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Go Back   Hap Lecrone Articles On Psychological Resources | I am an experienced Clinical Practitioner, Administrator, Professional Writer, and Lecturer. I consult to attorneys, business, industry, educational and healthcare facilities and have the ability to work independently or with a team when consulting. > Article Listing > Healthy Behavior

 
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Old 05-30-2012, 03:14 PM
Written By: Dr LeCrone
 
Default Coping With Peer Pressure

Peer pressure can be a source of great difficulty in a teenís life. Parents find it baffling, powerful and even fearful at times. How can an influence outside the solid foundation of their home exert so much change?

Providing a secure and stable environment for healthy psychological development often would seem to provide the basis for a teenagerís ability to withstand negative peer pressure.

With all these elements in place, the baffling part is that the hard work and sacrifice of the parent many times become less important to the child than the opinions of his peers.

Exactly why adolescents give in to peer pressure is a complex and intricate matter. But if adults will think back to the time of their own adolescence and remember how important it was to be accepted by the group, they will agree that acceptance was more important at that time than at any other time in their lifes. Fear of exclusion by the peer group was frightening.

Being liked and accepted by friends is so important that depression, anxiety and other emotional difficulties can result if the child feels rejected.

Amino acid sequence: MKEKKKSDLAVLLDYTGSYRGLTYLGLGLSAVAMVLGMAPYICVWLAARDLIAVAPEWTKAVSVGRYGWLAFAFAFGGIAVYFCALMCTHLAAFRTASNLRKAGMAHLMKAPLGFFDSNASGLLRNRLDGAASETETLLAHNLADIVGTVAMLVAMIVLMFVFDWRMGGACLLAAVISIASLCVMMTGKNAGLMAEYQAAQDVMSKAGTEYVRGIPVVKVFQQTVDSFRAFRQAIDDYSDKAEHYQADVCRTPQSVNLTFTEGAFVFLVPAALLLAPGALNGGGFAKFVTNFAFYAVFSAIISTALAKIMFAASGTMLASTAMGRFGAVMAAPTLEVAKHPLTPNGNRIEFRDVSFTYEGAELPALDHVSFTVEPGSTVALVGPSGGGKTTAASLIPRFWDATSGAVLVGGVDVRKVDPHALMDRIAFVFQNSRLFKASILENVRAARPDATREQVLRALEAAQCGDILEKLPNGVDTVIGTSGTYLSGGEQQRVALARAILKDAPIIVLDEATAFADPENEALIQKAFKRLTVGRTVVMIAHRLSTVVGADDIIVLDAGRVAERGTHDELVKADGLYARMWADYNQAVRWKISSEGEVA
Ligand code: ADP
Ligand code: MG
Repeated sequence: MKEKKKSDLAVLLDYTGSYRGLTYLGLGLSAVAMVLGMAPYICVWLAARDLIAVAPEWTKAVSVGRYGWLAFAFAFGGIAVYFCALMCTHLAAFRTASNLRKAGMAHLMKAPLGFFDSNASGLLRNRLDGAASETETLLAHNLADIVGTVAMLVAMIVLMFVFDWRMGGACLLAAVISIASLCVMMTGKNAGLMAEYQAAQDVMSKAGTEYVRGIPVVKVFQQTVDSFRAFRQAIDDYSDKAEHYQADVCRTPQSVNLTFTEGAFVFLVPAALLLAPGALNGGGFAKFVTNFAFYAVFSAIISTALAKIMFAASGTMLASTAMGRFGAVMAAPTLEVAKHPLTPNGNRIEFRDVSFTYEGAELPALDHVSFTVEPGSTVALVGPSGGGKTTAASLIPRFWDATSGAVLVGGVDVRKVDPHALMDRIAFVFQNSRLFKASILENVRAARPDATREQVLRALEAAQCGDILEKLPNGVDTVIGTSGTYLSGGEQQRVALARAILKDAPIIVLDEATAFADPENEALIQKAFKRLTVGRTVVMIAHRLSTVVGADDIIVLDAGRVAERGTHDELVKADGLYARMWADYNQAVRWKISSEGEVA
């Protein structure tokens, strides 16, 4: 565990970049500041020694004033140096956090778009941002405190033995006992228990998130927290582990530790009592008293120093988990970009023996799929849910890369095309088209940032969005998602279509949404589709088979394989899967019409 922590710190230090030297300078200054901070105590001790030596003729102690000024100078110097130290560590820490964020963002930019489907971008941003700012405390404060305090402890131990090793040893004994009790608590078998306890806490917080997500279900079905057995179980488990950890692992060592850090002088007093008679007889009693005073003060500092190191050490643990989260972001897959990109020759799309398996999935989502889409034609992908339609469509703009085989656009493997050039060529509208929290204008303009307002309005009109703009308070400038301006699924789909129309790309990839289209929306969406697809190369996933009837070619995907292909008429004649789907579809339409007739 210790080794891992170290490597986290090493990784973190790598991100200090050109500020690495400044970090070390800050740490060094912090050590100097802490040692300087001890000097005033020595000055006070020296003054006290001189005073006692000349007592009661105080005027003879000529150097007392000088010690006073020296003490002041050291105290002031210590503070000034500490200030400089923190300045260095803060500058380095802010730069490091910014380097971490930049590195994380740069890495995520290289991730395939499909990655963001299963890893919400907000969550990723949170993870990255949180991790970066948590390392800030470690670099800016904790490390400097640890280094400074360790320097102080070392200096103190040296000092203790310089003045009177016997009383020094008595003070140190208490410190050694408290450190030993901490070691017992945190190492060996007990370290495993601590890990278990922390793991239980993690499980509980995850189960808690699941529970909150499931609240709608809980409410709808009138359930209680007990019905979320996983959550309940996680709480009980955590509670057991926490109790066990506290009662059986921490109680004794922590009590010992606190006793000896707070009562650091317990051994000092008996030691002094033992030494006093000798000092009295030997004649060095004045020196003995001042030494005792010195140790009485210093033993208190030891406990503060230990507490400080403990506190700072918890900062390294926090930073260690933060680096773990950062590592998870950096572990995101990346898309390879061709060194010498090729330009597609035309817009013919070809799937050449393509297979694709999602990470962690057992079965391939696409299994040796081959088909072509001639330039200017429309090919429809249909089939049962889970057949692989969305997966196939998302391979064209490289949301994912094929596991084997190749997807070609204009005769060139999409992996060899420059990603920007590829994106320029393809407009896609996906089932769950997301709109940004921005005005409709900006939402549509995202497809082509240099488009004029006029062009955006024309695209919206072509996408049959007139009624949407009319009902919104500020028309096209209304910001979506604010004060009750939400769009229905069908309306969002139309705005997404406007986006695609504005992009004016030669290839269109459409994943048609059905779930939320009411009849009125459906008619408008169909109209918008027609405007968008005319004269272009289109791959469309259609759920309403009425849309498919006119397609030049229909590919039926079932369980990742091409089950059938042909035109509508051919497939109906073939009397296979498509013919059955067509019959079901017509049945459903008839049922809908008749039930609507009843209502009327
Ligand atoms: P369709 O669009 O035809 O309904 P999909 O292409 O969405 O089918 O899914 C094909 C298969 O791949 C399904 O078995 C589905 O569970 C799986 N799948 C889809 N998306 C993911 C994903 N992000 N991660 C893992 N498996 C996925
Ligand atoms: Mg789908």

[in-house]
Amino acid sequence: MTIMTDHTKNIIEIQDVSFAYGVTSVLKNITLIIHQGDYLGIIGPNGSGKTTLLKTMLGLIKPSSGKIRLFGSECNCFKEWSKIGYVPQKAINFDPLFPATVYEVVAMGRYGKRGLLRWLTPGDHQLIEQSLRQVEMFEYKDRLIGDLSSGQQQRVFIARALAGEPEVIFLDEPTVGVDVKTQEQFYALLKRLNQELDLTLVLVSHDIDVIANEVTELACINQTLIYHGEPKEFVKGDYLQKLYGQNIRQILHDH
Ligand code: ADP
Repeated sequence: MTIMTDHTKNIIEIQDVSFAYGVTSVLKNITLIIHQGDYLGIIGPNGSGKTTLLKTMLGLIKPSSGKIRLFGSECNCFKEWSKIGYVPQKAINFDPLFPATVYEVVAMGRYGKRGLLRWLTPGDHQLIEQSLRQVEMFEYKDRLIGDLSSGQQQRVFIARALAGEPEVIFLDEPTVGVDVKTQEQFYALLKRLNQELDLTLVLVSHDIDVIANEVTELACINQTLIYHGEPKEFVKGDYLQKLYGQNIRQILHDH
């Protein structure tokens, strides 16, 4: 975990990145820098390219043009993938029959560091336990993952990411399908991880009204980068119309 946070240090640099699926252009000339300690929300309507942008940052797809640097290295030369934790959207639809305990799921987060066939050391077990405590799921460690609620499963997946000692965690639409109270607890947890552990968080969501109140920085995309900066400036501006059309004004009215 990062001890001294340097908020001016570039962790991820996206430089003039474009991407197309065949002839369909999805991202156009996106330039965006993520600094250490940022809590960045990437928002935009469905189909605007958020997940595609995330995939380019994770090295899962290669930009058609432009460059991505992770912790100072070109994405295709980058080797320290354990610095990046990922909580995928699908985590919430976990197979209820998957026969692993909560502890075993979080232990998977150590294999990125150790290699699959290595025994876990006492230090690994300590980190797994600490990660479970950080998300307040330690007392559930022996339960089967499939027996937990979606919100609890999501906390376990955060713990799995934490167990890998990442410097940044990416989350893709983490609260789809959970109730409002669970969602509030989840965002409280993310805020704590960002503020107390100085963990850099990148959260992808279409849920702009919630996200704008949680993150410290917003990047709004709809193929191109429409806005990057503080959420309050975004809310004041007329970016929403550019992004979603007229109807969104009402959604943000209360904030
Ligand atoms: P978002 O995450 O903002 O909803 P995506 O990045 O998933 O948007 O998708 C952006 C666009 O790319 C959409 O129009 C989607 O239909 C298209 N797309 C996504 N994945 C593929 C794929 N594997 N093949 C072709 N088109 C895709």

Parents would like to help direct the adolescent along the least stormy path, but they often feel powerless in the face of the teenís desire to conform to the standards of friends.

As part of the developmental process in making the transition from childhood to adulthood, the adolescent may seem to reject many of the values learned earlier in life. This sometimes troublesome, but not unusual, behavior can be difficult for the concerned parent to accept.

When most of the reference points that determine a teenís behavior seem to come from peers, the tendency of the parent often is to feel hurt or angry.

This, of course, can lead to panic and sometimes irrational and overly rigid rules.

When this happens, a breakdown in communication between teen and parent can occur, threatening the network that formerly held the family together.

The important thing is to keep the lines of communication open and be a good listener. Help your teen understand that his or her choice of friends is important in dealing with social pressure.

Emphasize how the teenís decisions and the consequences of these decisions affect his future.

By fostering positive feelings and providing support, you can help your teen withstand peer pressure and maintain the family value system.

Harold H. LeCrone, Jr., Ph.D. Copyright © 2012


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